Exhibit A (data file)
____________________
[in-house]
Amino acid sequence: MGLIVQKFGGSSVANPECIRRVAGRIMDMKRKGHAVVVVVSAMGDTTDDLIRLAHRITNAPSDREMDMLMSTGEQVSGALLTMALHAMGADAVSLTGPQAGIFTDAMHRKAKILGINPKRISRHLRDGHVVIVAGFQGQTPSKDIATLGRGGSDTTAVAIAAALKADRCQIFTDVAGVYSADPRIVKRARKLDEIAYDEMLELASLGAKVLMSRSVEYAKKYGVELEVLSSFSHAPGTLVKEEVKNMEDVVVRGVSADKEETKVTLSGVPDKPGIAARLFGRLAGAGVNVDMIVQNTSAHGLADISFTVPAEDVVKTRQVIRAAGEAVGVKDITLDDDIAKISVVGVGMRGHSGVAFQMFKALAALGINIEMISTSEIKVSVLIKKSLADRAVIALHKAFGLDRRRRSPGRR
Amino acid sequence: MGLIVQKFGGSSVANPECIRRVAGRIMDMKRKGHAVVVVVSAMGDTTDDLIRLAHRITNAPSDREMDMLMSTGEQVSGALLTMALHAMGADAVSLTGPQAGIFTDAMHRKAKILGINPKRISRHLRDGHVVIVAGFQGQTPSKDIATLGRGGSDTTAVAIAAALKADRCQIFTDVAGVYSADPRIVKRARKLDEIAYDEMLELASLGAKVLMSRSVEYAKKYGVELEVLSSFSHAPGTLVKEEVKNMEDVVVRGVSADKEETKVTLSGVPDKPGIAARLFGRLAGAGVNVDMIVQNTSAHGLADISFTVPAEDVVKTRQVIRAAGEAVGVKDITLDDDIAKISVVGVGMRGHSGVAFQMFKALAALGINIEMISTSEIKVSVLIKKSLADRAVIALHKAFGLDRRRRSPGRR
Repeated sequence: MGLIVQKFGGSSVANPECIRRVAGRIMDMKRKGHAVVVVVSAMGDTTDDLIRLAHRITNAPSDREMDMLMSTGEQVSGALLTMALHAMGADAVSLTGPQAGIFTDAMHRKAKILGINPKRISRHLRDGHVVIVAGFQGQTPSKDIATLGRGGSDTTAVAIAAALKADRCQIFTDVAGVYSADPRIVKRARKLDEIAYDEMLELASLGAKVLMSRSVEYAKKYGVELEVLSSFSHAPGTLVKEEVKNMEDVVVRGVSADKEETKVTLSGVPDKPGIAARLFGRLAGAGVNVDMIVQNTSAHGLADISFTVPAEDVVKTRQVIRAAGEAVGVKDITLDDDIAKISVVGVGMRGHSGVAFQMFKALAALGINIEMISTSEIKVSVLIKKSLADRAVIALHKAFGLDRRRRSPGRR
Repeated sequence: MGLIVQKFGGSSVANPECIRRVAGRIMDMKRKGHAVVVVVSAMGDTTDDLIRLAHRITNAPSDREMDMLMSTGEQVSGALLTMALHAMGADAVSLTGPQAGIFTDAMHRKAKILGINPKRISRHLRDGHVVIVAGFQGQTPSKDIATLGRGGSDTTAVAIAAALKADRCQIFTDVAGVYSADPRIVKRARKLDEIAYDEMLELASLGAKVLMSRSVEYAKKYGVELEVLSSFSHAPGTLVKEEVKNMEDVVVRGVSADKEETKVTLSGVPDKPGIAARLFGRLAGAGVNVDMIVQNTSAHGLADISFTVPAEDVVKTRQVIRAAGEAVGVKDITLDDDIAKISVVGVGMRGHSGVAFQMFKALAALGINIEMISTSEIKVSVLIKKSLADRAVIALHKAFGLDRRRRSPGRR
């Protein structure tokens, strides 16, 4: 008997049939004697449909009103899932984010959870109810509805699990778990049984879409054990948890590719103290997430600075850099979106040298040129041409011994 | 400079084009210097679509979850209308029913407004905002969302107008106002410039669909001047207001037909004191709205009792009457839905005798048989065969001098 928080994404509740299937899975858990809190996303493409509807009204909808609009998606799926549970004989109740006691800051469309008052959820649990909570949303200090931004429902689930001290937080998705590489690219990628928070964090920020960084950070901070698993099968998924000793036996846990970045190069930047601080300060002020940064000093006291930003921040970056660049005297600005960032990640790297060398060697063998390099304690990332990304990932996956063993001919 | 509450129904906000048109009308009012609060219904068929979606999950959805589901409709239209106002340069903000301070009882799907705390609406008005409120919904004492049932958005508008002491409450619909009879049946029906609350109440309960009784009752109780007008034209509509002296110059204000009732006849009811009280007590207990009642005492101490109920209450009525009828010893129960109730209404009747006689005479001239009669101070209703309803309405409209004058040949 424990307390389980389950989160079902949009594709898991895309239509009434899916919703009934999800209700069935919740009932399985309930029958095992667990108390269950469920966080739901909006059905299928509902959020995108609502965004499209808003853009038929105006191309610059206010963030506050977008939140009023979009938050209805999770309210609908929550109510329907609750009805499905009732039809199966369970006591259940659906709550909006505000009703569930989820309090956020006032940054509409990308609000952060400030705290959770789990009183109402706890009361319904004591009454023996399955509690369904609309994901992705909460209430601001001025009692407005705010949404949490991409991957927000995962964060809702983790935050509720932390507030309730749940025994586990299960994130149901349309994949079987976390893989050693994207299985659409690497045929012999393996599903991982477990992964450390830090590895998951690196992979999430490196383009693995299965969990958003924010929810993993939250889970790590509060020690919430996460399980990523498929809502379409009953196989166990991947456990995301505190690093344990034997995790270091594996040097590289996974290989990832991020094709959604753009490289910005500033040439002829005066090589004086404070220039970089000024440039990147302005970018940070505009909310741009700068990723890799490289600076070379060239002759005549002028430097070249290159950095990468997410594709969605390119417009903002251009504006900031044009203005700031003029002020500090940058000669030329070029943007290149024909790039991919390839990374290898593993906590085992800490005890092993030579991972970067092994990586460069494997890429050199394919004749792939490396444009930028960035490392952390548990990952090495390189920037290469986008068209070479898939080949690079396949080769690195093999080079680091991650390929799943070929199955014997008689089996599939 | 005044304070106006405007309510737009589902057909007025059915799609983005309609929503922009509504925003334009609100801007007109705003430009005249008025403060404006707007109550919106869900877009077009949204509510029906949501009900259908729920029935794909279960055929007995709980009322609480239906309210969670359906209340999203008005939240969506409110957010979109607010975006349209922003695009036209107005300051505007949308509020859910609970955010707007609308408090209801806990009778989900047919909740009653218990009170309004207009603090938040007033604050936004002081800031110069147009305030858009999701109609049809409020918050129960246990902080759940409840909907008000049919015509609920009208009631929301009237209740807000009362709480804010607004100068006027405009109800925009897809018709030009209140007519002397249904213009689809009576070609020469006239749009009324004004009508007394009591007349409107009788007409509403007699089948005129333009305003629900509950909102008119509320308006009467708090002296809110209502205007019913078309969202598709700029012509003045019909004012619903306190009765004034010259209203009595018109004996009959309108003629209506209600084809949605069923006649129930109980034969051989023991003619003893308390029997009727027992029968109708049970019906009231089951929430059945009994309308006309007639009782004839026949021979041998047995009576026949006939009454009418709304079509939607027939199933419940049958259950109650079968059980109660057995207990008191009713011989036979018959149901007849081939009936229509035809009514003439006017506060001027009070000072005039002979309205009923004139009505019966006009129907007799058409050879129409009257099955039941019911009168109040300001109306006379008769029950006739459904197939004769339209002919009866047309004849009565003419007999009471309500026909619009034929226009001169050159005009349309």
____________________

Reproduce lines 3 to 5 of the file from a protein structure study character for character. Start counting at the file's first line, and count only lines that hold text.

Amino acid sequence: MGLIVQKFGGSSVANPECIRRVAGRIMDMKRKGHAVVVVVSAMGDTTDDLIRLAHRITNAPSDREMDMLMSTGEQVSGALLTMALHAMGADAVSLTGPQAGIFTDAMHRKAKILGINPKRISRHLRDGHVVIVAGFQGQTPSKDIATLGRGGSDTTAVAIAAALKADRCQIFTDVAGVYSADPRIVKRARKLDEIAYDEMLELASLGAKVLMSRSVEYAKKYGVELEVLSSFSHAPGTLVKEEVKNMEDVVVRGVSADKEETKVTLSGVPDKPGIAARLFGRLAGAGVNVDMIVQNTSAHGLADISFTVPAEDVVKTRQVIRAAGEAVGVKDITLDDDIAKISVVGVGMRGHSGVAFQMFKALAALGINIEMISTSEIKVSVLIKKSLADRAVIALHKAFGLDRRRRSPGRR
Repeated sequence: MGLIVQKFGGSSVANPECIRRVAGRIMDMKRKGHAVVVVVSAMGDTTDDLIRLAHRITNAPSDREMDMLMSTGEQVSGALLTMALHAMGADAVSLTGPQAGIFTDAMHRKAKILGINPKRISRHLRDGHVVIVAGFQGQTPSKDIATLGRGGSDTTAVAIAAALKADRCQIFTDVAGVYSADPRIVKRARKLDEIAYDEMLELASLGAKVLMSRSVEYAKKYGVELEVLSSFSHAPGTLVKEEVKNMEDVVVRGVSADKEETKVTLSGVPDKPGIAARLFGRLAGAGVNVDMIVQNTSAHGLADISFTVPAEDVVKTRQVIRAAGEAVGVKDITLDDDIAKISVVGVGMRGHSGVAFQMFKALAALGINIEMISTSEIKVSVLIKKSLADRAVIALHKAFGLDRRRRSPGRR
Repeated sequence: MGLIVQKFGGSSVANPECIRRVAGRIMDMKRKGHAVVVVVSAMGDTTDDLIRLAHRITNAPSDREMDMLMSTGEQVSGALLTMALHAMGADAVSLTGPQAGIFTDAMHRKAKILGINPKRISRHLRDGHVVIVAGFQGQTPSKDIATLGRGGSDTTAVAIAAALKADRCQIFTDVAGVYSADPRIVKRARKLDEIAYDEMLELASLGAKVLMSRSVEYAKKYGVELEVLSSFSHAPGTLVKEEVKNMEDVVVRGVSADKEETKVTLSGVPDKPGIAARLFGRLAGAGVNVDMIVQNTSAHGLADISFTVPAEDVVKTRQVIRAAGEAVGVKDITLDDDIAKISVVGVGMRGHSGVAFQMFKALAALGINIEMISTSEIKVSVLIKKSLADRAVIALHKAFGLDRRRRSPGRR